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Hansjörg Albrecht & Bach-Collegium München & Konrad Jarnot & Münchener Bach-Chor Johann Sebastian Bach: Der Streit zwischen Phoebus und Pan OC 914 CD
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FormatAudio CD
Ordering NumberOC 914
Release date09/11/2007
Players/ContributorsMusicians Composer
  • Bach, Johann Sebastian

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      Dramma per Musica (Cantata BWV 201)
      Münchener Bach-Chor · Bach-Collegium München
      Hansjörg Albrecht, conductor

      If Bach had written an opera… Bach’s secular cantatas live and breathe due to the musical-dramatic talent of the baroque master’s polyphony. A talent that also distinguishes his oratorios and that confused not a few of his contemporaries, who did not expect such intense dramatic action in the context of sacred spaces. He often titled his secular cantatas – as in the case of BWV 201 – “Dramma per musica”. If Bach had written an opera… This thought inspired Hansjörg Albrecht to develop Cantata BWV 201, “Der Wettstreit zwischen Phoebus und Pan”, into a mini-opera. He added an overture as well as beginning and final choruses from other Bach works to create a musical-dramatic work that would have been appropriate for an evening’s entertainment at any baroque court.
      Founded in 1954 by Karl Richter, the Münchener Bach-Chor has been directed since the 2005/2006 season by Hansjörg Albrecht, who has given the choir a new artistic profile within a very short time.

      Johann Sebastian Bach

      Der streit zwischen Phoebus und Pan

      The Contest between Phoebus and Pan
      Dramma per musica (Cantata BWV 201)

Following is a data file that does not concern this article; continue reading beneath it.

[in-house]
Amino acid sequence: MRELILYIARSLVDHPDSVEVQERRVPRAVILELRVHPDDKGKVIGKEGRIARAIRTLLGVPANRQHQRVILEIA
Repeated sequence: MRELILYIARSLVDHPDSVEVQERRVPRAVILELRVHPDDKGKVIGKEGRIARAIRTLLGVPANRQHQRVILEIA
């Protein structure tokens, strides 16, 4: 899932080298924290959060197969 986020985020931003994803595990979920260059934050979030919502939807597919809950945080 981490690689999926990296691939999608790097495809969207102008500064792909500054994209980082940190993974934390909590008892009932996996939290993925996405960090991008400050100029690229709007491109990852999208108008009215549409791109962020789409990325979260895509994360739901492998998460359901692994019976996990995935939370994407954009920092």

Momus......Simone Nold, soprano
      Mercurius......Annette Markert, alto
      Tmolus......Markus Schäfer, tenor
      Midas......Werner Güra, tenor
      Phoebus......Konrad Jarnot, baritone
      Pan......Stephan Genz, baritone

      Münchener Bach-Chor
      Bach Collegium München
      Hansjörg Albrecht

      Bach and the “Dramma per musica”
      “Heaven forbid! It is as if one was in an opera comedie.”

      This sole surviving critique by an unknown noblewoman of the performance of Bach’s Passion of St. Mathew on Good Friday in the year 1729 allows us to sense the impression left by this grand musical drama. Bach’s music, in which elements of the Italian opera and concert-style are fused together, was anything but simply “beautiful”, its drama and the absence of any visual depiction on stage forced the audience to experience the piece at the spiritual level. The interpretation of a “theater for the mind” is called for, and one need not be bothered by the word ‘comedie’, for it has nothing to do with what we understand as comedy today. Theater troupes often performed serious pieces, but the actors themselves remained “comedians”. Comedie in this context then means simply a piece for the theater.

      Johann Sebastian Bach never composed an opera, but the question is repeatedly and justifiably raised as to whether he might have become the most important opera composer of the Baroque, if he had received a position at the court in Dresden for example. The transition between church and secular music was nothing unusual in his work, and the courtly Baroque aspiration to rank and honour was certainly well known to him. It was a matter of course for him to effectively incorporate kettle drums and trumpets, either as the regalia of nobility and might, or for the glorification and praise of God and the monarchs chosen by him to rule on earth. This equivalency of spiritual and secular power has become as strange to us as the world view held at that time.

      Throughout his life, Bach concentrated on solidifying his professional authority through tenaciously pursued career advancement and nominations: he was musical director in Koethen until 1729, and titular musical director of Weissenfels until 1735. Starting in 1736 he carried the title of “Court Composer of the Saxon Electoral Prince and Polish King”. Bach was not just the pious man and cantor that he is gladly seen as, but rather he considered himself a bandmaster and worked as such during his lifetime. As such, he left artistic creations to posterity, such as his Four Orchestral Suites and his Concerts avec Plusieurs Instruments (Six Brandenburg Concertos), that were meant for more than just a church performance. And his secular cantatas, which he often labeled as “Dramma per musica” are among the best music for a bandmaster, although today they are often, and unfortunately, considered “occassional compositions” performed as niche work.